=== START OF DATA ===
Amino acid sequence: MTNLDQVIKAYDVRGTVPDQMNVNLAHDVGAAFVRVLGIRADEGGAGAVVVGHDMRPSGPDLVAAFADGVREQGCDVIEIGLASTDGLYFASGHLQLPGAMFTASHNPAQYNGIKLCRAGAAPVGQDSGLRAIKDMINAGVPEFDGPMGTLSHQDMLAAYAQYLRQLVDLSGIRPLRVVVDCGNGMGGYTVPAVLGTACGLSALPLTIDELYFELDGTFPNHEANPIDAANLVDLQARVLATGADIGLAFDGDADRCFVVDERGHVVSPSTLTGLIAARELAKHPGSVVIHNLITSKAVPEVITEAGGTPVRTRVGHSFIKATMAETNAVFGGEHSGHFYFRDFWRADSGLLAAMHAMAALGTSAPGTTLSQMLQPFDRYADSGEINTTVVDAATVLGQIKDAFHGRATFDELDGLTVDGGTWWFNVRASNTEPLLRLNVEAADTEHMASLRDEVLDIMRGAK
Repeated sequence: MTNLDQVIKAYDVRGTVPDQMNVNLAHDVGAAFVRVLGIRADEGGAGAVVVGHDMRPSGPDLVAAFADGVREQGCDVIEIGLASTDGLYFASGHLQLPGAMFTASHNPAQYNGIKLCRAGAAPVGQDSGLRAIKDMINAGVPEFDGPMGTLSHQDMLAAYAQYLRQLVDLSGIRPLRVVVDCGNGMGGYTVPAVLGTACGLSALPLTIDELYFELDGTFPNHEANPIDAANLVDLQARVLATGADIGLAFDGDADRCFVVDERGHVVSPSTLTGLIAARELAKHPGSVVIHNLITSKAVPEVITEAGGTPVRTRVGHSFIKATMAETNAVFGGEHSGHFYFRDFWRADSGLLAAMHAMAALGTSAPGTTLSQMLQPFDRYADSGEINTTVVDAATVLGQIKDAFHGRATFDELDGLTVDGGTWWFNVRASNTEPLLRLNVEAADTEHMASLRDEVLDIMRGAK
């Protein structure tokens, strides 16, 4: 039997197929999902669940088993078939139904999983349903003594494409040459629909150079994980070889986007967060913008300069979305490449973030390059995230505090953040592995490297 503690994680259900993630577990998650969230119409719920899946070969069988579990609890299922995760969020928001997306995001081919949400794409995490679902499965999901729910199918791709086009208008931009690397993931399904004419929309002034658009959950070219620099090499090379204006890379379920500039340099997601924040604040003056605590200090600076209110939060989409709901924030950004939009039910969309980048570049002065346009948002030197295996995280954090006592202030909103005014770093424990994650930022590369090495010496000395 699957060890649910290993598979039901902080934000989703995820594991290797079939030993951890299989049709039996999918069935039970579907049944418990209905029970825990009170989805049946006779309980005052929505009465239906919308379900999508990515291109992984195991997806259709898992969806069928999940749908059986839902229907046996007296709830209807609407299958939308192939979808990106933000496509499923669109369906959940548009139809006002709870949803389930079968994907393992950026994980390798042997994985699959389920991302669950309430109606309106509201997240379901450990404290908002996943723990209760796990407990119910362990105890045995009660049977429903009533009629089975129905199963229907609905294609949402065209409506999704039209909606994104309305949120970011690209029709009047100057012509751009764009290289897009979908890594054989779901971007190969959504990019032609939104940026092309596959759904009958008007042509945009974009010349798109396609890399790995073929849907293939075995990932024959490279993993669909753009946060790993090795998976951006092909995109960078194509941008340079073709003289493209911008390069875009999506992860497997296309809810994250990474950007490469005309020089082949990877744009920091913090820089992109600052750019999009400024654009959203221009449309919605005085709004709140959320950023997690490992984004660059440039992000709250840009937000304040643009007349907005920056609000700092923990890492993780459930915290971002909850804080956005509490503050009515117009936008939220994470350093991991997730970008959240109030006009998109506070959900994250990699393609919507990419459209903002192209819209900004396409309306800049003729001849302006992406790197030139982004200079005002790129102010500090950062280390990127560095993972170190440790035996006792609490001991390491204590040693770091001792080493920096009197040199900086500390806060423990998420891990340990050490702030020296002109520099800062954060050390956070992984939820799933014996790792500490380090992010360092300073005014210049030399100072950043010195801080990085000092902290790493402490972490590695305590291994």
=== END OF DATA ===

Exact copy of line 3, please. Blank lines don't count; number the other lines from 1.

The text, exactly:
């Protein structure tokens, strides 16, 4: 039997197929999902669940088993078939139904999983349903003594494409040459629909150079994980070889986007967060913008300069979305490449973030390059995230505090953040592995490297 503690994680259900993630577990998650969230119409719920899946070969069988579990609890299922995760969020928001997306995001081919949400794409995490679902499965999901729910199918791709086009208008931009690397993931399904004419929309002034658009959950070219620099090499090379204006890379379920500039340099997601924040604040003056605590200090600076209110939060989409709901924030950004939009039910969309980048570049002065346009948002030197295996995280954090006592202030909103005014770093424990994650930022590369090495010496000395 699957060890649910290993598979039901902080934000989703995820594991290797079939030993951890299989049709039996999918069935039970579907049944418990209905029970825990009170989805049946006779309980005052929505009465239906919308379900999508990515291109992984195991997806259709898992969806069928999940749908059986839902229907046996007296709830209807609407299958939308192939979808990106933000496509499923669109369906959940548009139809006002709870949803389930079968994907393992950026994980390798042997994985699959389920991302669950309430109606309106509201997240379901450990404290908002996943723990209760796990407990119910362990105890045995009660049977429903009533009629089975129905199963229907609905294609949402065209409506999704039209909606994104309305949120970011690209029709009047100057012509751009764009290289897009979908890594054989779901971007190969959504990019032609939104940026092309596959759904009958008007042509945009974009010349798109396609890399790995073929849907293939075995990932024959490279993993669909753009946060790993090795998976951006092909995109960078194509941008340079073709003289493209911008390069875009999506992860497997296309809810994250990474950007490469005309020089082949990877744009920091913090820089992109600052750019999009400024654009959203221009449309919605005085709004709140959320950023997690490992984004660059440039992000709250840009937000304040643009007349907005920056609000700092923990890492993780459930915290971002909850804080956005509490503050009515117009936008939220994470350093991991997730970008959240109030006009998109506070959900994250990699393609919507990419459209903002192209819209900004396409309306800049003729001849302006992406790197030139982004200079005002790129102010500090950062280390990127560095993972170190440790035996006792609490001991390491204590040693770091001792080493920096009197040199900086500390806060423990998420891990340990050490702030020296002109520099800062954060050390956070992984939820799933014996790792500490380090992010360092300073005014210049030399100072950043010195801080990085000092902290790493402490972490590695305590291994």